(1) This appeal by the defendants arises out of a suit instituted by the respondent for recovery of Rs. 13,437-14-6 from the assets of her late husband Abdul Gaffur Sahib in the hands of the defendants. This sum was made up of four items of which Rupees 624 was claimed as mahar due to the respondent form her husband. This debt has been admitted by the defendants. The other three items are Rs. 7000, another sum of Rs. 1700 and a third sum of Rs, 4112-14-6 said to have been paid by the respondent to her late husband on 4-9-1948, 2-9-1953 and 22-4-1954, receptively. Her case was that these amounts were paid to the husband as deposits on the understanding that he might use the moneys as capital in his beedi business. Abdul Gaffur Sahib died on 12-11-1958, leaving his widow, the respondent, and the defendants as his heirs, and, it is common ground that the respondent is entitled to a quarter share and the defendants together to the remaining three-fourths. The main assets of Abdul Gaffur Sahib are stated to be a house bearing No. 126 Iqbal Street, Musalimpur, Vaniyambadi, and also a goodwill and trade name in a beedi business known as S. I. R. Beedi. The respondent claimed that the amounts due to the should be paid out these assets.
(2) The claim was resisted by the defendants. They maintained that he sum of Rs. 7000 represented the sale proceeds of a shop which though stood in the name of the respondent, in fact, belonged to Abdul Gaffur Sahib and that the other items were merely book entries and the relative entries in the account books of Abdul Gaffur Sahib were false. In any case, they urged that the suit claim was barred by limitation on the ground that the first three items were not deposits but mere loans.
(3) The learned Subordinate Judge found all the four items to be true and due form Abdul Gaffur Sahib. He also held that the first three items were in the nature of deposits and the suit was not therefore bared by limitation. The defendants having thus failed, they have appealed against the decree, the appeal being restricted only to the first three items.
(4) In our view, the finding of the Court below as to the factum of the first three items of debt is correct. Each of the three items is supported by the entries in the account books maintained by Abdul Gaffur Sahib. These entries have been proved either by the writer or a person who knows the handwriting of the writer. The respondent herself in her evidence spoke to having paid the three items into the hands of her husband. We can find no justification for the contention that the account books were not maintained in the course of business, or the entries therein were false. There is also satisfactory evidence as to the source of the respondent. The defendants, as we consider, have not succeeded in establishing that the sum of Rs. 7000 really belonged to the respondent's husband. On 1-9-1948 by a sale deed of that date the respondent and her husband jointly conveyed a shop for a consideration of Rs. 7,500. The entry in the account books showing the advance of Rs. 7000 to Abdul Gaffur Sahib is dated 4-9-1948. The respondent's evidence is that she sold certain jewels of hers and out of the proceeds she purchased the shop from her husband. Her evidence in this regard is supported by the recital in Ex. A. 25, the sale deed dated 1-9-1948. Beyond the assertion of the defendants, there is nothing to show that the sum of Rs. 7000 did not belong to the respondents.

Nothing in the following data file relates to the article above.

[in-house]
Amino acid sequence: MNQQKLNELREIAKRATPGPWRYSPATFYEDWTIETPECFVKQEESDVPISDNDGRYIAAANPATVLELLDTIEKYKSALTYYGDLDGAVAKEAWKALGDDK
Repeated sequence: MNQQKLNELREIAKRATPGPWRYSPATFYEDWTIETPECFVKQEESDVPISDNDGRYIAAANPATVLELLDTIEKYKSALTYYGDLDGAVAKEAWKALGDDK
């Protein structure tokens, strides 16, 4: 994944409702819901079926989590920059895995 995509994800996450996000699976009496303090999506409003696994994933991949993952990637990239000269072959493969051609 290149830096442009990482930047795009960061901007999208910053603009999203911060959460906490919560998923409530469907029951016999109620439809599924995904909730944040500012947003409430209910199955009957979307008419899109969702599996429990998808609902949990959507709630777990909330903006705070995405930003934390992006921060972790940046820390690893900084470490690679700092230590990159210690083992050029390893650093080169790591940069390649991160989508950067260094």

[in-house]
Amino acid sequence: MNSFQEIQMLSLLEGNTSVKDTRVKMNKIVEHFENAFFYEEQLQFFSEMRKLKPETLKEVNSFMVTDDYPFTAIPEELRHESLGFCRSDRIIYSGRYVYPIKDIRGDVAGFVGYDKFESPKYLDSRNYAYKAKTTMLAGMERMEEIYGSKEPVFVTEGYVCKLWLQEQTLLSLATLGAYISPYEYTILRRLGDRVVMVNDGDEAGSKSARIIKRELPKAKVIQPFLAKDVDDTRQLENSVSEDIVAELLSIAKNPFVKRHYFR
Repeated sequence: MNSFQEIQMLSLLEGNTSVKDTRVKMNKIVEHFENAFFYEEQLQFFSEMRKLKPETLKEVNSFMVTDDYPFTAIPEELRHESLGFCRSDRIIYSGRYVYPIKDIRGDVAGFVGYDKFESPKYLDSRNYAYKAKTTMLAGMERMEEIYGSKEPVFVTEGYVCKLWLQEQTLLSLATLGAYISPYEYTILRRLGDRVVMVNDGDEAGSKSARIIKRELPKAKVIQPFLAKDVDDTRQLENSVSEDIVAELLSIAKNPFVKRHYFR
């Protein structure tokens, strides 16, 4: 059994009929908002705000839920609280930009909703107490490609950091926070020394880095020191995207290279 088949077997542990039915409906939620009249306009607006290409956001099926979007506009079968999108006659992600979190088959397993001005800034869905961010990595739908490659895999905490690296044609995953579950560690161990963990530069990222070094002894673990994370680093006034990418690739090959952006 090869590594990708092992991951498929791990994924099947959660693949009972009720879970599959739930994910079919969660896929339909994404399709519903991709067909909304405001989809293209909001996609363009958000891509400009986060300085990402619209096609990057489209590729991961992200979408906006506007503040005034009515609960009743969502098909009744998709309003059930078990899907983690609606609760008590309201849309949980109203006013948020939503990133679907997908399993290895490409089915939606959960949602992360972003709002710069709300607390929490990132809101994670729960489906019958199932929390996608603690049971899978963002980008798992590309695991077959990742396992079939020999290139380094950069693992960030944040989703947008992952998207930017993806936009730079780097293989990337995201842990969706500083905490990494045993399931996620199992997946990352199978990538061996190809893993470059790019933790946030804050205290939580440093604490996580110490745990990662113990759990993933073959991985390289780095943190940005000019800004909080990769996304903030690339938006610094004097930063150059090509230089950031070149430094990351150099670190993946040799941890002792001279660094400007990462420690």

(5) The second item also in borne out of the entry in the account books dated 2-9-1953. According the respondent she carried on a business at Perambur which she transferred to her younger brother for a sum of Rs. 3,900 out of which she paid to her husband the sum of Rs. 1,700. That sale is evidenced by Ex. A. 12 dated 30-8-1953. There is no mention in this document to support the case of the defendants that this business was owned by the respondent and the husband in common. It is true one of the witnesses of the respondent in cross examination stated that the stores belonged to her and her husband. But, we are unable to accept this statement as correct, because if it were a fact, it would undoubtedly have been mentioned in Ex. A. 13.